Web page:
Letter to the Editor from Marietta, GA
Published: June 2, 2005
To the Editor:
I am still trying to figure out the purpose of last week’s headline story titled “Chant, Sacred Classics Reverberate Again in Parishes” (The Georgia Bulletin, May 19). Sure, it was wonderful that the staff writer mentioned some of the choir directors and their repertoire done at liturgy. Sure, it’s always nice to “hear the pure sounds of the pipe organ envelope the worship space…as the choir sings harmony based on Gregorian chant.” In a time when the church appears to be returning to more traditional practices that sometimes appear to be even pre-Vatican II, one has to question the real motive of such an article.
The purpose of any liturgical music, which is music composed for our public worship, is to enliven and draw sung response from the assembly. Can classical pieces like Mozart’s “Gloria” do this? Of course not. Can Latin chant do this? Not really. Have you ever heard a congregation try to sing the “Pange Lingua” lately? Our music and prayers need to be in the vernacular or language of the people.
As a member of the National Composers Forum, a group of Catholic composers who meet annually to discuss current church music issues, I know of concerns about a move to limit American church music to 500 hymns. These songs would be mandated by Rome and compiled in a standard hymnal for use across the U.S. This is quite troubling when you have incredible contemporary composers such as Atlanta’s Ed Bolduc and Paul Tate who are nationally published. Their music joins other modern-day liturgical composers who are producing excellent music and text to inspire and raise the voice of the assembly in song. These songs encourage strong communal response, are reverent, and serve their purpose well.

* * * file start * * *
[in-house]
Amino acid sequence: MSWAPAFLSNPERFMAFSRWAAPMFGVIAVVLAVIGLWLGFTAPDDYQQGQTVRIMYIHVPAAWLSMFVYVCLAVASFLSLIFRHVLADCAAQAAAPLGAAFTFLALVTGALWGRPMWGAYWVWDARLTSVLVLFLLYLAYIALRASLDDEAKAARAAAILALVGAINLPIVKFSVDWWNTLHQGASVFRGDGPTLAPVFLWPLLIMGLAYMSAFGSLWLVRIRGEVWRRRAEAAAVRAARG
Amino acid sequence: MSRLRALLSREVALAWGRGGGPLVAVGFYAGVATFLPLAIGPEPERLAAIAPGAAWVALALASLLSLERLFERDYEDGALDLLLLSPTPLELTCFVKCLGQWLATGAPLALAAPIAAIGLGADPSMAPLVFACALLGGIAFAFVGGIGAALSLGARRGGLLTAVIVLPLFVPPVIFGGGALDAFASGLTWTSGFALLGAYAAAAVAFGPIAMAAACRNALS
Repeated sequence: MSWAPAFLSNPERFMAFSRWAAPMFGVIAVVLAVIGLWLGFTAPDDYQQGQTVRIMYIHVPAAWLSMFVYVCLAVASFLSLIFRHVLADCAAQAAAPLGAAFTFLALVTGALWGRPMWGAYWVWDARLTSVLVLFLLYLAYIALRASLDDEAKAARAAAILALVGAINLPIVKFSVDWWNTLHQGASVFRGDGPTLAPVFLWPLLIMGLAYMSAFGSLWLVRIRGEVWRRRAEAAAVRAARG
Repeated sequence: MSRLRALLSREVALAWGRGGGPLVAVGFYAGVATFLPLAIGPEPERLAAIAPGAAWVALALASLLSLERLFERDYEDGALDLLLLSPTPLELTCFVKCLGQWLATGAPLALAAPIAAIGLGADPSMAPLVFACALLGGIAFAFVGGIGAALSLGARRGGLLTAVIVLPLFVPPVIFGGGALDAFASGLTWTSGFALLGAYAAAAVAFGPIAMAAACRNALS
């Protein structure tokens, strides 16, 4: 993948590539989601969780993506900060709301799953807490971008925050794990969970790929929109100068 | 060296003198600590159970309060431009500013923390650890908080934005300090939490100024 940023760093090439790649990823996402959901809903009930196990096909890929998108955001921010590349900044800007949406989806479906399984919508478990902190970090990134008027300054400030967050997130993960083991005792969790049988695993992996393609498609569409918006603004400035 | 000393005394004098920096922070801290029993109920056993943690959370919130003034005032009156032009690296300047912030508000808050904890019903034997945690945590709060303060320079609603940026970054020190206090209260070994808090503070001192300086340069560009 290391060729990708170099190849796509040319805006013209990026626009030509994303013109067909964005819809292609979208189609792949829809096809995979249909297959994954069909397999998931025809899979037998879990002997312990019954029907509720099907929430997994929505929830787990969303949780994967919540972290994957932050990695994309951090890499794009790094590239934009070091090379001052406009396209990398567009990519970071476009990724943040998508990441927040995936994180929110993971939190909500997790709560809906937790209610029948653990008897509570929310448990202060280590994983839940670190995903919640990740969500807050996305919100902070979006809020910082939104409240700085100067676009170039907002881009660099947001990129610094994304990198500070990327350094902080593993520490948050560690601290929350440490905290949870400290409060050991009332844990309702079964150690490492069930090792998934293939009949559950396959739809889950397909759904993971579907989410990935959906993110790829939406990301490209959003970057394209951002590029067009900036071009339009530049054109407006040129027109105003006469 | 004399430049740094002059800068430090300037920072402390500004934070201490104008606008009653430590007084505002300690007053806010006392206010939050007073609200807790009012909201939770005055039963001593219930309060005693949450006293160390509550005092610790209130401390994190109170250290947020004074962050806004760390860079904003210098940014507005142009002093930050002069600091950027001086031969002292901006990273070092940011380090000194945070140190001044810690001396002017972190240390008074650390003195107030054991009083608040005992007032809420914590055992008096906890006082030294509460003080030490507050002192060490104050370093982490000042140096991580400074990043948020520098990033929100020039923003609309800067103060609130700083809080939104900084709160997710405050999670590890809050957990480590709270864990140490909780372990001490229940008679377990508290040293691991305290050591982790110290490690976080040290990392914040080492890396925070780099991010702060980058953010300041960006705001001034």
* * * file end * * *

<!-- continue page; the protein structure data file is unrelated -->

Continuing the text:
Contemporary song needs to be a part of every parish celebration. For more than 40 years now, composers have made great strides when it comes to providing us with appropriate music. To abandon this repertoire would be sad. We cannot let the conservative element of any parish take over and dictate classical and Latin-based music for worship. Our sung prayer would take a dangerous turn for the worse.
In several weeks, musicians from around the country will gather once again for the National Pastoral Musicians Convention, held this year in Milwaukee. Many musicians from this diocese will be in attendance. It’s my hope that The Georgia Bulletin will give this important gathering a voice in a future article.
Jack Louden, Marietta
Editor’s note: Further articles on music and the church are planned for upcoming issues of The Georgia Bulletin.